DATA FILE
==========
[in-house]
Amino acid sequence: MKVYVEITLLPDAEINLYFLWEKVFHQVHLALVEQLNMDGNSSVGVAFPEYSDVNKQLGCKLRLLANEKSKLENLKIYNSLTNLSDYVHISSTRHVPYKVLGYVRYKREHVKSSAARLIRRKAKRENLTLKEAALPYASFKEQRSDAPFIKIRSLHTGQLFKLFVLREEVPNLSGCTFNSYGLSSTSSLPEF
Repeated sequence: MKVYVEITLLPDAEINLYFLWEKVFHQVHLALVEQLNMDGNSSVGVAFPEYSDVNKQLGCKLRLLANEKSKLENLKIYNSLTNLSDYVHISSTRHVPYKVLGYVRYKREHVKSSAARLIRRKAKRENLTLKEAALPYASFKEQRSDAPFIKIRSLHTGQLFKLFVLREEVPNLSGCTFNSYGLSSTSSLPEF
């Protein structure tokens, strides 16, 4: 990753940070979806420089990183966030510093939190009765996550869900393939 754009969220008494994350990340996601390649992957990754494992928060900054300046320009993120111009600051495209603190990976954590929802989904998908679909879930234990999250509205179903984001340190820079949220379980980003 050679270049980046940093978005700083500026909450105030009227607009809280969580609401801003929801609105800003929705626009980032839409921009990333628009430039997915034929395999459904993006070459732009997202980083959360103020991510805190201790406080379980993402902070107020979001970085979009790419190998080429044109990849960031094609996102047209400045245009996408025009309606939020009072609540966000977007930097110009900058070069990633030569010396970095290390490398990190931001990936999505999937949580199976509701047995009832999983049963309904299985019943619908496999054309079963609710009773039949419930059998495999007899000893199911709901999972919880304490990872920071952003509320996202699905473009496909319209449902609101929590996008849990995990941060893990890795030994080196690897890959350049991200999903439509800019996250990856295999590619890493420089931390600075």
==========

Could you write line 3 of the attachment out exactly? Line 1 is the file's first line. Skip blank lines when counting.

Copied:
Repeated sequence: MKVYVEITLLPDAEINLYFLWEKVFHQVHLALVEQLNMDGNSSVGVAFPEYSDVNKQLGCKLRLLANEKSKLENLKIYNSLTNLSDYVHISSTRHVPYKVLGYVRYKREHVKSSAARLIRRKAKRENLTLKEAALPYASFKEQRSDAPFIKIRSLHTGQLFKLFVLREEVPNLSGCTFNSYGLSSTSSLPEF